The casual dining side of well-renowned PM & Vänner is far from a scruffy little brother but a restaurant that stands strong on its own merits, and indeed, “bistro” may be an understatement. The comprehensive menu admittedly incorporates both French classics like steak minute and Småland blockbusters like three kinds of isterband sausage, but there are also considerably more refined dishes that, in terms of flavour, are like high level spin-offs from the mother ship in the room next door. One example is the delicious, gently baked char with sweet-sour pickled cauliflower, chanterelles, dill and an airy, caramelly brown butter emulsion. The meltingly tender pork belly from Olinge farm is more rustic in style but equally delicious. And, like everything served at this address, it is extremely wine-friendly. Just imagine what it’s like to have Sweden’s most knowledgeable wine geeks on the payroll. On our visit the beverages are brilliantly handled by Swedish sommelier champion John “Patjanga” Nilsson who guides us through the wine bible that makes every visiting wine enthusiast tremble with glee. The dessert, too, shoots well over the bistro target with a delicious pistachio and strawberry terrine, flanked by a small salad of orange-marinated strawberries, elderflower gelée and vanilla bavaroise, sprinkled with violets and marigolds. It is quite rare that “something for everyone” equals a culinarily interesting experience – but PM & Vänner Bistro delivers exactly that, every evening.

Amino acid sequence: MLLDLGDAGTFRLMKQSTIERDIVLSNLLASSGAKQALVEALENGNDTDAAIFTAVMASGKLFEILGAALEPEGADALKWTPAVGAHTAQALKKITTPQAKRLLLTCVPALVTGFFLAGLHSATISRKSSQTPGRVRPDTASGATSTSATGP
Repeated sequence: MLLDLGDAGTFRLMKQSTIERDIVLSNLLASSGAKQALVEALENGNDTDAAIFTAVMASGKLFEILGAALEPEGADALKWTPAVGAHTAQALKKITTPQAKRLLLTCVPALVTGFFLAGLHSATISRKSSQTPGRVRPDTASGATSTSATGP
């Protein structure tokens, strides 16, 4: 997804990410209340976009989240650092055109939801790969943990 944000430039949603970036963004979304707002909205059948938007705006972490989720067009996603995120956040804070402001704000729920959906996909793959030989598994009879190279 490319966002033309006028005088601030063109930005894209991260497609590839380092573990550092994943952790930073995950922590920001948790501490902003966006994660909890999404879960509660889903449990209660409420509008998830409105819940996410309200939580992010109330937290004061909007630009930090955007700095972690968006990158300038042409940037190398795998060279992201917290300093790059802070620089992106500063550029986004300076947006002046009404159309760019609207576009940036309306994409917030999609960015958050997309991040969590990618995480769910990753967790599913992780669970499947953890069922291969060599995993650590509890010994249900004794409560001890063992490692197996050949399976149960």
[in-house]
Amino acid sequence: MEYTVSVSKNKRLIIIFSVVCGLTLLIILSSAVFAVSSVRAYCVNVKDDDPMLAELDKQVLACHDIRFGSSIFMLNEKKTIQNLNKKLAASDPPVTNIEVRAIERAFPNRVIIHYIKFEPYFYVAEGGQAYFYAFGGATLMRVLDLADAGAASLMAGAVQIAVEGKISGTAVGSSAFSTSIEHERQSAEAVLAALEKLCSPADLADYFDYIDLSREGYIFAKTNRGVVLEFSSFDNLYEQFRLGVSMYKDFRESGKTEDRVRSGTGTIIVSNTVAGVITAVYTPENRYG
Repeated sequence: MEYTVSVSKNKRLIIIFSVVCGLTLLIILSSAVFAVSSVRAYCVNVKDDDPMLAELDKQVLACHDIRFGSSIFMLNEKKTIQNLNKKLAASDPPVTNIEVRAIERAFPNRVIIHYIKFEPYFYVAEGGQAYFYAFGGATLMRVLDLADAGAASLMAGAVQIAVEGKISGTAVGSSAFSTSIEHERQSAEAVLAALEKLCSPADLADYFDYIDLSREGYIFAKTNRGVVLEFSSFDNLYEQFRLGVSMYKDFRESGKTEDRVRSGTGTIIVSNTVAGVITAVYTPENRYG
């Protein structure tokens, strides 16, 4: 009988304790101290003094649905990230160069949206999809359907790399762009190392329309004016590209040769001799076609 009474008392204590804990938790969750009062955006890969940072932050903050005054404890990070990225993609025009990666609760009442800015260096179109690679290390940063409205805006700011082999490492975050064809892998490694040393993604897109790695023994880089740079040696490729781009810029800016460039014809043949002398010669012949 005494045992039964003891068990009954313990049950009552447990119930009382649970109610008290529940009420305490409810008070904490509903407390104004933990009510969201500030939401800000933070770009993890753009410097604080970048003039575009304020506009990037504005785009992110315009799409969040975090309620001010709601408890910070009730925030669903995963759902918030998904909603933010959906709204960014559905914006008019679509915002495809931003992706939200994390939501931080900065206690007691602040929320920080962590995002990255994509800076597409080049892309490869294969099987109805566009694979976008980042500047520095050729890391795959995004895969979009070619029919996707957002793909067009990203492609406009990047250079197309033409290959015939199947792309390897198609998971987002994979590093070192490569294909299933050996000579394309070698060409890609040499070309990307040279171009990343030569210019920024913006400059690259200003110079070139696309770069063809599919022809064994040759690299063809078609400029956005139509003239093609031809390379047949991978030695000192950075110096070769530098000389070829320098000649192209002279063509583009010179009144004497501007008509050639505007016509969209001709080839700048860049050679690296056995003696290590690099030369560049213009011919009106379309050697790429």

“Just like the good old times,”we overhear somebody just leaving the manor tell a friend.Their eyes get slightly misty, because memories of the good old times are an emotional thing. And even though everybody might not say itout loud, they’ll think it. The minimally renovated Põhjaka Manor is skilled at preparing the food and the drink and even at living the life that we remember from the good old times. Some of the fare is available for buying to take home, either at the manor itself orin well-stocked stores. The bread, pâté, liquors and upcoming new products are turning Põhjaka into a real manor. Just like manors used tobe.The dishes served at Põhjaka are the same ones offered in dozens of other restaurants. And homes. Smoked bream cream soup with quaileggorpan-fried pike perch with cottage cheese sauce andnew potatoes are easier than easy to make. But only at Põhjaka are they seasoned with a generous helping of the good old times. How else can those simple dishes stand out so much! An old gramophone stands in the corner and a collection of vinyls on the shelf. Anyone iswelcome to play the DJ and put on their favorite music. Strangely, the music playing at Põhjaka is often (good old?) glam rock. And it doesn't bother us. Instead, it makes the simple country food glam.